US markets lower at the close, Asia may follow suit

<p>US stocks were slightly lower overnight following new highs set on the S&P500 since 2008. Stocks were lower on the back of the US Federal […]</p>

US stocks were slightly lower overnight following new highs set on the S&P500 since 2008.

Stocks were lower on the back of the US Federal Reserve’s policy meeting minutes which dampened expectations for more immediate monetary stimulus. Still, US Federal Reserve Chairman Ben Bernanke’s comments from last week about the pace of economic growth not being adequate enough are unlikely to see large rallies in the US dollar for a while.

In the short term, there were some minor movements. The Australian dollar remains under pressure with a rate cut widely expected now at next month’s meeting. It last traded at 1.0310 against the US dollar, with 1.03 in sight this morning Asian time.

The Euro pared back recent gains to last trade at 1.3225. The Japanese Yen has consolidated recent minor gains with the US dollar last buying 82.77.

In Asian economic news, China’s Securities Regulatory Commission has reportedly increased the quota for qualified foreign institutional investors to $80bn from $30bn, according to a statement on its website yesterday.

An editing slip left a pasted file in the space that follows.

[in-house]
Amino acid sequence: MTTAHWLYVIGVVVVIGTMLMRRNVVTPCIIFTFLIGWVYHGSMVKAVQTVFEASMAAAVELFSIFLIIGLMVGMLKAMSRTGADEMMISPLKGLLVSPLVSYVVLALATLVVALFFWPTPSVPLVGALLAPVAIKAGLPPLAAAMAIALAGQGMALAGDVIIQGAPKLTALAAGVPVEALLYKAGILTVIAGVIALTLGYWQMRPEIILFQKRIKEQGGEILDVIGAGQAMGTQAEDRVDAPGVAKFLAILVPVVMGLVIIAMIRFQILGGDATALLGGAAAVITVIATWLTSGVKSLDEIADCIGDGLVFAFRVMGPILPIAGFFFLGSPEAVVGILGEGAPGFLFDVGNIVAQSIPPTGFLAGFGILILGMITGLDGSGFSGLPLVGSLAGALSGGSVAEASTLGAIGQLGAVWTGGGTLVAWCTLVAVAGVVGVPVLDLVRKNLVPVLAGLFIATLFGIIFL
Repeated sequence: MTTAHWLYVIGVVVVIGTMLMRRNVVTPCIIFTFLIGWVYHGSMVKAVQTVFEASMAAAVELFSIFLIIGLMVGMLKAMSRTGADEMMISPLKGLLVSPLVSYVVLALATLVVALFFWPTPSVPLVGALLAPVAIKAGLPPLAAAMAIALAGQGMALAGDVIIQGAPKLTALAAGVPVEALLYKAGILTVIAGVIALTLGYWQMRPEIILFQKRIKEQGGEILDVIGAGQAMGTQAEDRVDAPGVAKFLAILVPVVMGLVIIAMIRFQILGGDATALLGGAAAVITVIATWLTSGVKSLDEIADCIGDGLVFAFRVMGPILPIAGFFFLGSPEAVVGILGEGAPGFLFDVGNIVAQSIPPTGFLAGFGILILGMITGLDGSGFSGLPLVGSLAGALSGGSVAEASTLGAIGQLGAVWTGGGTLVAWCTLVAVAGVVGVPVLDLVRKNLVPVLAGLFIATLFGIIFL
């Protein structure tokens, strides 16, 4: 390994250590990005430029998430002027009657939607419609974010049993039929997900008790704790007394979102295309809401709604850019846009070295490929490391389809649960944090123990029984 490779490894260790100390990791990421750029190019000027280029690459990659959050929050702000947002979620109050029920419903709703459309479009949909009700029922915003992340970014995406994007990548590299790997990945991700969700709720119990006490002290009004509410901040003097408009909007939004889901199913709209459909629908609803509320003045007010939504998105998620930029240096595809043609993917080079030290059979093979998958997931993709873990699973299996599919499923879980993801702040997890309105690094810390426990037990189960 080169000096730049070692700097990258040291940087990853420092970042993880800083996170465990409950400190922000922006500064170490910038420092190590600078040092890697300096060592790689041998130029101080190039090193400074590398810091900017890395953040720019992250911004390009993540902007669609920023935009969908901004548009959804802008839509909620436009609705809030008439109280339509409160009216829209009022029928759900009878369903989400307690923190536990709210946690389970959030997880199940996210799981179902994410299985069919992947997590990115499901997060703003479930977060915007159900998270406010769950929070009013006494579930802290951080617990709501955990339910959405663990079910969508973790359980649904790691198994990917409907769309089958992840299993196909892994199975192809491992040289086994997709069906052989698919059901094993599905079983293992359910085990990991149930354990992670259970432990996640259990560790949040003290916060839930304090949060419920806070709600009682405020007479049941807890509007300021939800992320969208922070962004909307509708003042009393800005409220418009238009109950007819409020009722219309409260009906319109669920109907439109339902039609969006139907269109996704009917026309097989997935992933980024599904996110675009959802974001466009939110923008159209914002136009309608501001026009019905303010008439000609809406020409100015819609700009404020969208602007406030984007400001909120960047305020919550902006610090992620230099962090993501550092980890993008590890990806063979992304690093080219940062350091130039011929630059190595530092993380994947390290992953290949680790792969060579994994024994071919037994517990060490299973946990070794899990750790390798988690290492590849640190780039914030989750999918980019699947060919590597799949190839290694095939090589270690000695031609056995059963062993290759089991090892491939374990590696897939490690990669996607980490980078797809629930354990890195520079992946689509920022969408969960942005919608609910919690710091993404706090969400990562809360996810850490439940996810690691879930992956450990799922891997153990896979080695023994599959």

The increase in foreign investment limits should see capital flowing into stocks, bonds and bank deposits as the Chinese government looks to stimulate consumption as a proportion of GDP.

The move follows China easing the purchase of its domestic bonds by Japanese investors earlier this year as the two countries look to satisfy political pressures from within over the way debt investors engage in the market.

Japanese Insurers and banks are turning to the AAA rated bonds, after S&P affirmed Japan’s sovereign-debt rating in February at AA- and maintained a negative outlook.

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